This week’s dream . . .

The old and new Alexandria

Alexandria is “an exotic urban stew,” said Stephen Franklin in the Chicago Tribune. A Mediterranean city on the cusp of Africa, it savors of Marseilles, London, Naples, Istanbul, and all parts of the Middle East. Alexander the Great envisioned it as one of the principal outposts of his empire. Cleopatra was born here. Today, the hectic city of 5 million is a jumble of new construction, surrounded by centuries of history.

The Corniche is an 11-mile-long seaside promenade that curls along the city’s waterfront. At its edge stands the new Bibliotheca Alexandrina, a “$200 million high-tech tribute” to the ancient library of Alexandria, where scholars translated the Hebrew Bible into Greek. The largest library of the ancient world, it mysteriously vanished 1,600 years ago. The new, visually dramatic library resembles a silvery disc rising from the sea. “Another innovative use of the city’s past” is the gleaming white Alexandria National Museum. Formerly the American consulate, it features collections ranging from the prehistoric and pharaonic to Greco-Roman, Coptic, and Islamic. A long taxi ride leads to the 19th-century Montaza Palace Gardens, the summer home of the Egyptian royal family until the 1952 revolution. This quiet, green haven is popular with those who want to “linger away the evening.”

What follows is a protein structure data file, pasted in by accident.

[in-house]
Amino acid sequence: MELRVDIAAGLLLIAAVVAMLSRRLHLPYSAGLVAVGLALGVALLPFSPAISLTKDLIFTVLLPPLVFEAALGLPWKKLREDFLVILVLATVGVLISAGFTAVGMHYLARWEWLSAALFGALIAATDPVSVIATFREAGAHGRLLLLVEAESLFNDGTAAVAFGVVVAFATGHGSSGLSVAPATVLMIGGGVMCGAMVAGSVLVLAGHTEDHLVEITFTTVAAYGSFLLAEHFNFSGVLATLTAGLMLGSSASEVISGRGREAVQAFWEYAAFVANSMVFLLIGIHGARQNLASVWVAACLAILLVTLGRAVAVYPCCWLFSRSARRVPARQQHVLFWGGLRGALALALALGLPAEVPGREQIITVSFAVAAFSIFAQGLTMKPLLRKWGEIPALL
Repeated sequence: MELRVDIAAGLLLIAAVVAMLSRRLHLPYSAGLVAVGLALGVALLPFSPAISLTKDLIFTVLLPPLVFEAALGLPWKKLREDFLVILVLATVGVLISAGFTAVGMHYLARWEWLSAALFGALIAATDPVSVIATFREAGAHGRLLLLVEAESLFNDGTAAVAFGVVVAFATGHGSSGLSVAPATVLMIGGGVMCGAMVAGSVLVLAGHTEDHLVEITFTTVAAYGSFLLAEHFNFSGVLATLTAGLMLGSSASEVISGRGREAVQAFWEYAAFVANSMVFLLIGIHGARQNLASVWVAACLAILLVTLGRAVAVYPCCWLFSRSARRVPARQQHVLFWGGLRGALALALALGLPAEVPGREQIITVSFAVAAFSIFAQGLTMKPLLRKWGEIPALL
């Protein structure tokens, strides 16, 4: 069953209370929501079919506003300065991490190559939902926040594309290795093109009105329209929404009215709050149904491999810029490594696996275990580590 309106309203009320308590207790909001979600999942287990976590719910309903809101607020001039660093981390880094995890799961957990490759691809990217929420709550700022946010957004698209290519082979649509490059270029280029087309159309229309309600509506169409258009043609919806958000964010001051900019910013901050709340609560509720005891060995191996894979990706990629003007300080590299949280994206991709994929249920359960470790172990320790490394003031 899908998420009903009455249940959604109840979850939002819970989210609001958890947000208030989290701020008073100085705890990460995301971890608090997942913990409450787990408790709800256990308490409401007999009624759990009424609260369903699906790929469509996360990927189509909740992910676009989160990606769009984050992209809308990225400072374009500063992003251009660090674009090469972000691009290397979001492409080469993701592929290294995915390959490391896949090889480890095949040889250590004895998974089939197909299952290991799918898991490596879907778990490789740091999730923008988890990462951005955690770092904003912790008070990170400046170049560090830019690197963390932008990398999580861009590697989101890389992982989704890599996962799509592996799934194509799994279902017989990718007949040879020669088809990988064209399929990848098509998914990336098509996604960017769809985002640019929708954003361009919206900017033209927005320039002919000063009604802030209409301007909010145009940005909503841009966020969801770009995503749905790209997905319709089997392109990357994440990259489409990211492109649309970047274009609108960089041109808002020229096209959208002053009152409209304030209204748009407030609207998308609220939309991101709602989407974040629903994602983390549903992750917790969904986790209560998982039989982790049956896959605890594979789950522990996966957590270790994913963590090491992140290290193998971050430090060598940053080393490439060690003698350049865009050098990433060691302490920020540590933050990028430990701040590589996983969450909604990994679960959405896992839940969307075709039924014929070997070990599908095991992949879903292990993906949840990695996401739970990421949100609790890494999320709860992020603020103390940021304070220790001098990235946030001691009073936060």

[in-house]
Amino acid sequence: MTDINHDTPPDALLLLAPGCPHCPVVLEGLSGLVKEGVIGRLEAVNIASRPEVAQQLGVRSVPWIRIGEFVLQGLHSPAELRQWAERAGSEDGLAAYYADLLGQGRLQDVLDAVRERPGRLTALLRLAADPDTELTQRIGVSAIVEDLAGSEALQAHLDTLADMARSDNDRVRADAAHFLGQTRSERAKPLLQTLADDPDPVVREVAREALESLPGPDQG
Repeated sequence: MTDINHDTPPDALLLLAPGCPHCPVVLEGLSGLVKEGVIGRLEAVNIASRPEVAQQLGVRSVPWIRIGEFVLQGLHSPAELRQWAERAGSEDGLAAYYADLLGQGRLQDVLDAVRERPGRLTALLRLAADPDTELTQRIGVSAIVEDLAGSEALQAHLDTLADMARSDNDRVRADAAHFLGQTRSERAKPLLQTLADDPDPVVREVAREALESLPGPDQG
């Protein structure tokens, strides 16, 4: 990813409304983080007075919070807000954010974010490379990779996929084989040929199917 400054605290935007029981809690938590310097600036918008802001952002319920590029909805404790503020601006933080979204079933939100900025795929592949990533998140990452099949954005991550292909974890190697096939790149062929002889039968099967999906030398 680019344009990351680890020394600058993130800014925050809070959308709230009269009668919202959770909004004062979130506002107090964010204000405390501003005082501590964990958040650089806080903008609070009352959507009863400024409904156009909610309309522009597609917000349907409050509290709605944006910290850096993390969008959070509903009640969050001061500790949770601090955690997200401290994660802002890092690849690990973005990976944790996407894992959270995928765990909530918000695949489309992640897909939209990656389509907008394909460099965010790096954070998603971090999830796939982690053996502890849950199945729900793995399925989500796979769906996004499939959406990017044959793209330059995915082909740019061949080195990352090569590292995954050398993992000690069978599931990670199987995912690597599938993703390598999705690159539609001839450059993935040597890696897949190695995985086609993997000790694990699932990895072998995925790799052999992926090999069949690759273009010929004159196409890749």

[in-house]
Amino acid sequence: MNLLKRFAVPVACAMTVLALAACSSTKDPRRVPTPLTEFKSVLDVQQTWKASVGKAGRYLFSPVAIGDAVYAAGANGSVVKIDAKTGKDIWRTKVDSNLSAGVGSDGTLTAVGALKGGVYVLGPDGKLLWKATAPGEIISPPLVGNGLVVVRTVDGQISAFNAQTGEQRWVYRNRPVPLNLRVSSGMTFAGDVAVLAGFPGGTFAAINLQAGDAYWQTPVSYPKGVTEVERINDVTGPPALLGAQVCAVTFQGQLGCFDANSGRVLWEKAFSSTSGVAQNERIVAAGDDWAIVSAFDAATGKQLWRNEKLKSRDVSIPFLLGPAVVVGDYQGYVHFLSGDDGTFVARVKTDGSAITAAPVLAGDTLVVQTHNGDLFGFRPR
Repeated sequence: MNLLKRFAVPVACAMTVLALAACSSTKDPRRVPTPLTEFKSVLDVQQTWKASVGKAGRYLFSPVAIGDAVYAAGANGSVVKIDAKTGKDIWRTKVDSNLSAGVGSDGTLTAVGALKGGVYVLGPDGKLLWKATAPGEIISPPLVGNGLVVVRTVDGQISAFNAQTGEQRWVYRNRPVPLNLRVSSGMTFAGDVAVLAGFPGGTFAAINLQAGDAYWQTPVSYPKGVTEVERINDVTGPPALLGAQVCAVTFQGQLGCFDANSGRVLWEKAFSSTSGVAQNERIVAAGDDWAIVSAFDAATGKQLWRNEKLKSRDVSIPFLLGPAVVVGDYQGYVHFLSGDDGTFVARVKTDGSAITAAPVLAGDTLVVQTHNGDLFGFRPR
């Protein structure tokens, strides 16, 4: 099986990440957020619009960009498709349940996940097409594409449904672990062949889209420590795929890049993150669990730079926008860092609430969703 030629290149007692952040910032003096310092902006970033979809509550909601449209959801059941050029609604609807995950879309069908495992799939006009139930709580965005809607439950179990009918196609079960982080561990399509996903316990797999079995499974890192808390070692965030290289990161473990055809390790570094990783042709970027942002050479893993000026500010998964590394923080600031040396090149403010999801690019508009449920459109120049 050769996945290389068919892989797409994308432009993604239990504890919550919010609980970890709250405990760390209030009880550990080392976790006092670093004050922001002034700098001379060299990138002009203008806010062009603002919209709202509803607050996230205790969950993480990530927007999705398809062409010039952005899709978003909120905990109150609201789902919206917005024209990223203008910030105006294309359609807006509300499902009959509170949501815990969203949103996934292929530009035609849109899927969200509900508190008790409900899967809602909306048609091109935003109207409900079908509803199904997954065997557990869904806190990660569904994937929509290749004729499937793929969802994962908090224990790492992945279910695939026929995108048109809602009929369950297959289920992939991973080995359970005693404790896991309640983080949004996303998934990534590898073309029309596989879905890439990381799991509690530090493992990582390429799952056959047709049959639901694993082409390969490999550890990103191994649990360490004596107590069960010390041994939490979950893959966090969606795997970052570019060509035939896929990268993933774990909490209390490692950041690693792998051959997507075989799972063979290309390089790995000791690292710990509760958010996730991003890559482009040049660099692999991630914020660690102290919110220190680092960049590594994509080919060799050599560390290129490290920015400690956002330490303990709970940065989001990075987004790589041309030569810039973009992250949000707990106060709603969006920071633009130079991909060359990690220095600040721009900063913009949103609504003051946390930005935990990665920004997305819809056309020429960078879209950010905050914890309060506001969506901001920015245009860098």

A visit to the Cecil Hotel is mandatory for anyone with a literary bent. Back in the 1930s, Alexandria was a hot spot for writers, social adventurers, and “curious foreigners caught up in Egypt’s mystique.” The Cecil was the city’s most popular gathering place. Today it overlooks an ancient harbor, a bustling square, and trendy shops. Lawrence Durrell, whose British consular duties in the city during World War II later inspired him to write The Alexandria Quartet, stayed here. Nearby is the apartment, now a small museum, where the Greek poet Constantine Cavafy spent the last 35 years of his life. The apartment shared a street with a Greek Orthodox church, a hospital, and bordellos—what Cavafy called “the temples of the soul, the body, and the flesh.”

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